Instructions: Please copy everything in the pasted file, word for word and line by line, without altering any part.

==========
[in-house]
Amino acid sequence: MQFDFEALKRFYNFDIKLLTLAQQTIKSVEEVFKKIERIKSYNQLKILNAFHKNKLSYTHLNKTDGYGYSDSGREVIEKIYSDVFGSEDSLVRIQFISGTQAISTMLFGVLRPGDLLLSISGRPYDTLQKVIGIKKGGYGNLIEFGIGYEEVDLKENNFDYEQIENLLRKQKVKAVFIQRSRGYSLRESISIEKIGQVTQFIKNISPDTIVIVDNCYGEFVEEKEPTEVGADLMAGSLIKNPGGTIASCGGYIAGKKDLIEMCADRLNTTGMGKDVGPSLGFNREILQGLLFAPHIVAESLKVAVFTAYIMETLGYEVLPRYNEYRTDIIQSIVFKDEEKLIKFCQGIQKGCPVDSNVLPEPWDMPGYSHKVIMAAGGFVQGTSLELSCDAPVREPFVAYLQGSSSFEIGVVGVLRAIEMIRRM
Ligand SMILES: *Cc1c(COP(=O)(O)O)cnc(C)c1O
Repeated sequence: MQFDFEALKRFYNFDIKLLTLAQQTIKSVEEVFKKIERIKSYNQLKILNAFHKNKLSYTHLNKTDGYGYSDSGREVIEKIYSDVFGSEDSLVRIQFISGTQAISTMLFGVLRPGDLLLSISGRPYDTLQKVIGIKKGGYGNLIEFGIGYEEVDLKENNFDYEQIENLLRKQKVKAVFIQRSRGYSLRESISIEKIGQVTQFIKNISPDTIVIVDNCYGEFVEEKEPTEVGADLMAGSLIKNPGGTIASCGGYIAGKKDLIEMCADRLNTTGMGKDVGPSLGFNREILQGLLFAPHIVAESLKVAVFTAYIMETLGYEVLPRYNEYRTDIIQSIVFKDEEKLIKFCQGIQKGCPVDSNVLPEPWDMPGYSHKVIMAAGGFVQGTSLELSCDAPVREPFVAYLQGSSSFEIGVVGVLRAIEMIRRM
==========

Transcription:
[in-house]
Amino acid sequence: MQFDFEALKRFYNFDIKLLTLAQQTIKSVEEVFKKIERIKSYNQLKILNAFHKNKLSYTHLNKTDGYGYSDSGREVIEKIYSDVFGSEDSLVRIQFISGTQAISTMLFGVLRPGDLLLSISGRPYDTLQKVIGIKKGGYGNLIEFGIGYEEVDLKENNFDYEQIENLLRKQKVKAVFIQRSRGYSLRESISIEKIGQVTQFIKNISPDTIVIVDNCYGEFVEEKEPTEVGADLMAGSLIKNPGGTIASCGGYIAGKKDLIEMCADRLNTTGMGKDVGPSLGFNREILQGLLFAPHIVAESLKVAVFTAYIMETLGYEVLPRYNEYRTDIIQSIVFKDEEKLIKFCQGIQKGCPVDSNVLPEPWDMPGYSHKVIMAAGGFVQGTSLELSCDAPVREPFVAYLQGSSSFEIGVVGVLRAIEMIRRM
Ligand SMILES: *Cc1c(COP(=O)(O)O)cnc(C)c1O
Repeated sequence: MQFDFEALKRFYNFDIKLLTLAQQTIKSVEEVFKKIERIKSYNQLKILNAFHKNKLSYTHLNKTDGYGYSDSGREVIEKIYSDVFGSEDSLVRIQFISGTQAISTMLFGVLRPGDLLLSISGRPYDTLQKVIGIKKGGYGNLIEFGIGYEEVDLKENNFDYEQIENLLRKQKVKAVFIQRSRGYSLRESISIEKIGQVTQFIKNISPDTIVIVDNCYGEFVEEKEPTEVGADLMAGSLIKNPGGTIASCGGYIAGKKDLIEMCADRLNTTGMGKDVGPSLGFNREILQGLLFAPHIVAESLKVAVFTAYIMETLGYEVLPRYNEYRTDIIQSIVFKDEEKLIKFCQGIQKGCPVDSNVLPEPWDMPGYSHKVIMAAGGFVQGTSLELSCDAPVREPFVAYLQGSSSFEIGVVGVLRAIEMIRRM